To keep climate change in the spotlight, we decided to do two newsletters in a row on environmental resilience— this time, we’re focusing on the intersection between climate change and the pandemic. At a time when less people are traveling and commuting, many are wondering whether it will have any impact, if at all, on climate change. In this podcast episode from MPR News titled “How is the coronavirus pandemic affecting climate change?” host Angela Davis talks with Paul Huttner, MPR’s lead meteorologist, and Kim Cobb, a professor of earth and atmospheric sciences at the Georgia Institute of Technology, to tackle some of the common questions concerning this topic.
“Climate change would be the top news story this year if not for COVID, and rightfully so, COVID has been such a tragedy for so many in the United States,” said Huttner. “But you know, climate change is still there. COVID will eventually fade away, we hope in the next year or two, but climate change is a longer-term problem and a longer-term threat.”
Another story from MPR, an episode from their climate podcast, digs into the future of firefighting in the time of climate change, when raging fires are tied to human activity. Particularly when the U.S. is struggling against a virus that targets respiratory systems, this is an important topic to analyze and understand.
This article from the New York Times explores the similarities between those who deny the looming presence of climate change and those who dismiss COVID-19 as inconsequential or a “hoax.”
John Cook, a research assistant professor at the Center for Climate Change Communication at George Mason University, said there is a strong link between these two kinds of people. When the people in our circle hold certain beliefs, we are more likely to adopt those beliefs ourselves. This is happening with COVID-19 and climate change, Cook said, and makes leadership a critical decider in people’s attitudes.
Only 10% of people in the U.S. are “outright dismissive” of climate change science, and only 12% are “not at all concerned” about the pandemic, so the trick is protecting the rest of the population from "scientific disinformation," he said.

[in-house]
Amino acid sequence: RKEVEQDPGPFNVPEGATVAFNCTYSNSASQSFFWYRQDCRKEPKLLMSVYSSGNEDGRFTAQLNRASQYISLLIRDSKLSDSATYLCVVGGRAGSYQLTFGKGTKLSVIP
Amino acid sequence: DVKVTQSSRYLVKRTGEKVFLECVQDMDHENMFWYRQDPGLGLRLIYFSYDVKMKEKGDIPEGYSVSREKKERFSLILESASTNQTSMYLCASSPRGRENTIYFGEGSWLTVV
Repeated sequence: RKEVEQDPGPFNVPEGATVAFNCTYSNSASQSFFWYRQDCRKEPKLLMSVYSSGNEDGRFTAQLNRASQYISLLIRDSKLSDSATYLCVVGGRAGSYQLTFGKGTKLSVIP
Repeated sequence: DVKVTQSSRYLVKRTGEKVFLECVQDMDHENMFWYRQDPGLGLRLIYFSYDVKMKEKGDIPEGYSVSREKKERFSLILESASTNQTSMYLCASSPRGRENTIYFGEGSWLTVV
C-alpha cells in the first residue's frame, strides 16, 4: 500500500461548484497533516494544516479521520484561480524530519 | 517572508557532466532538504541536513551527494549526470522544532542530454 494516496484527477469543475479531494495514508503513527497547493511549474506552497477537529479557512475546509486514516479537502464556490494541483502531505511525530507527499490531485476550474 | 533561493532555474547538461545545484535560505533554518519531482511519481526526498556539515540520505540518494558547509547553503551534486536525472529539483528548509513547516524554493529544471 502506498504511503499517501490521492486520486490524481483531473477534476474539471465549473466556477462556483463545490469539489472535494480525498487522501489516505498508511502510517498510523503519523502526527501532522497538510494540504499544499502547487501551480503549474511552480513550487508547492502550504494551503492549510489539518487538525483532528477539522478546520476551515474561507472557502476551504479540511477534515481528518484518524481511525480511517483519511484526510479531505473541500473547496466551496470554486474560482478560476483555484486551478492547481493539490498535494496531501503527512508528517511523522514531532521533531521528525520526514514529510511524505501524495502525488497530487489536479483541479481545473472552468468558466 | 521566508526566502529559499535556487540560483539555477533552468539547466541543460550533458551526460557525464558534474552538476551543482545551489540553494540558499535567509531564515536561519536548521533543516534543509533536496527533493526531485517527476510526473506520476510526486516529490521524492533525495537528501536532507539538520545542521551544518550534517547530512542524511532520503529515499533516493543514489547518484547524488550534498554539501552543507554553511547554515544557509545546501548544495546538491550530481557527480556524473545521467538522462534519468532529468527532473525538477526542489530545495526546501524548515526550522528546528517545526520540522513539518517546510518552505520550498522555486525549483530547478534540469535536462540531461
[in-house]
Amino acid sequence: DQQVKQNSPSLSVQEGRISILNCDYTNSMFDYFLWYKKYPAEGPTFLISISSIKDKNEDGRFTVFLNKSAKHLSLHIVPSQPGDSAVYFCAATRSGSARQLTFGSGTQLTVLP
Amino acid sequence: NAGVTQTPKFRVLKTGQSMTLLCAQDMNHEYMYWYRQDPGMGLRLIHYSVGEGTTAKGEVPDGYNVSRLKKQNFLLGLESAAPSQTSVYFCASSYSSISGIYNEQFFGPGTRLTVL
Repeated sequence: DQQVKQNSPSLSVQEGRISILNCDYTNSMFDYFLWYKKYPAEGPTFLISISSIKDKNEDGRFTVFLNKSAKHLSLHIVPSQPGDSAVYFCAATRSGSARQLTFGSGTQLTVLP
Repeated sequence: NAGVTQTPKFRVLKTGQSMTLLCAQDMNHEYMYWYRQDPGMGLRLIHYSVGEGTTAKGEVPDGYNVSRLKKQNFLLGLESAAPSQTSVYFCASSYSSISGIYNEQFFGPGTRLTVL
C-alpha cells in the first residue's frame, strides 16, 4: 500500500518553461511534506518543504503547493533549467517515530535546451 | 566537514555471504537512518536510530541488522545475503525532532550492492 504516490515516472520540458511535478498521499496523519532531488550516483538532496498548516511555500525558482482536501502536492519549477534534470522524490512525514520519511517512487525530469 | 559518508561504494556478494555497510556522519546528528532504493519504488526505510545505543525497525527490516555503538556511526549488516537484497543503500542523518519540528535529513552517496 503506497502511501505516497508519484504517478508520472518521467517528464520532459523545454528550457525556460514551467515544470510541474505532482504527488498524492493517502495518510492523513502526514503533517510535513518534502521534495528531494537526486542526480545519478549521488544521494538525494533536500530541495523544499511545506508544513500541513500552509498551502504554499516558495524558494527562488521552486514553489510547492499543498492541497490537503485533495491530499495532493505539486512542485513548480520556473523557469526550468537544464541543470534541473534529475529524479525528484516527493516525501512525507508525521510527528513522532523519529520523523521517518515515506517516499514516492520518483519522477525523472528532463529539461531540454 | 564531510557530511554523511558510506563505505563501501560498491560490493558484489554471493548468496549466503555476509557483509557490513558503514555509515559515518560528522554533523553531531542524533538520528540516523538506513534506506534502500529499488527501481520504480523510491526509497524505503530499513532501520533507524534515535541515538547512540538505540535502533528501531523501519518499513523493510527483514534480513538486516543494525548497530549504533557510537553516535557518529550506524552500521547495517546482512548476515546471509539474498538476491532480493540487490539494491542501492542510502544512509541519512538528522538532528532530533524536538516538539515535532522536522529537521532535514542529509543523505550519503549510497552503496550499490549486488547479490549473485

A powerful visual piece from the New York Times titled “How Decades of Racist Housing Policy Left Neighborhoods Sweltering” takes a look at predominantly Black neighborhoods in Virginia that were redlined in the 1930s, and how those same areas now have some of the hottest temperatures in the town. Way less trees and parks in combination with more paved surfaces keep the neighborhoods far warmer than nearby wealthy and largely white areas. Between one Virginia neighborhood that was redlined and a nearby neighborhood that was not, there is a 20 year difference in the average life expectancy. This problem is occurring nationwide.
“There’s growing evidence that this is no coincidence. In the 20th century, local and federal officials, usually white, enacted policies that reinforced racial segregation in cities and diverted investment away from minority neighborhoods in ways that created large disparities in the urban heat environment,” the article says. “The consequences are being felt today.”
The story features interactive maps that show readers which districts were historically redlined and are experiencing hotter temperatures, and comparing them to the surrounding, mainly white neighborhoods that have significantly cooler temperatures. When discussing environmental resilience, we must confront environmental racism. This article tells an extremely important story and serves as a crucial reminder that environmental justice and racial justice intersect— some of the people most heavily affected by climate change are low-income people of color.
With this Environmental Justice Atlas from the Center for Earth, Energy and Democracy, you can see visual depictions of environmental inequality. Once in the Atlas, click the tab ‘Layers’ located at the top center of the screen. A drop down menu should appear, and you can click any number of elements to overlap on the map. For instance, try ‘Environment - Potential Hazards’ and ‘People & HH - People of Color.’
If you are interested in environmental resilience, you can join our discussion during our upcoming Blueprint Breakfast on Oct. 14th from 8—8:30 a.m., which you can register for now. We will be joined by Amy Fredregill from the MN Sustainable Growth Coalition! The coalition is made up of nearly 30 businesses and organizations that work as "a business led partnership harnessing their expertise to advance the next frontier of corporate sustainability — the circular economy." You can also take a look at our MN Equity Blueprint chapter on environmental resilience here.
“We can see that racial equity and climate equity are inherently entwined, and we need to take that into account when we’re building our capacity to prepare.” — Alicia Zatcoff, the Richmond, VA, sustainability manager, in The New York Times
“Both the coronavirus crisis and the climate crisis reveal that our world is inextricably interconnected, and it’s as strong or as fragile as those connections. We have to strengthen those connections. It is our only choice. The sun is going to rise again.” — Mary Annaïse Heglar, in The New Republic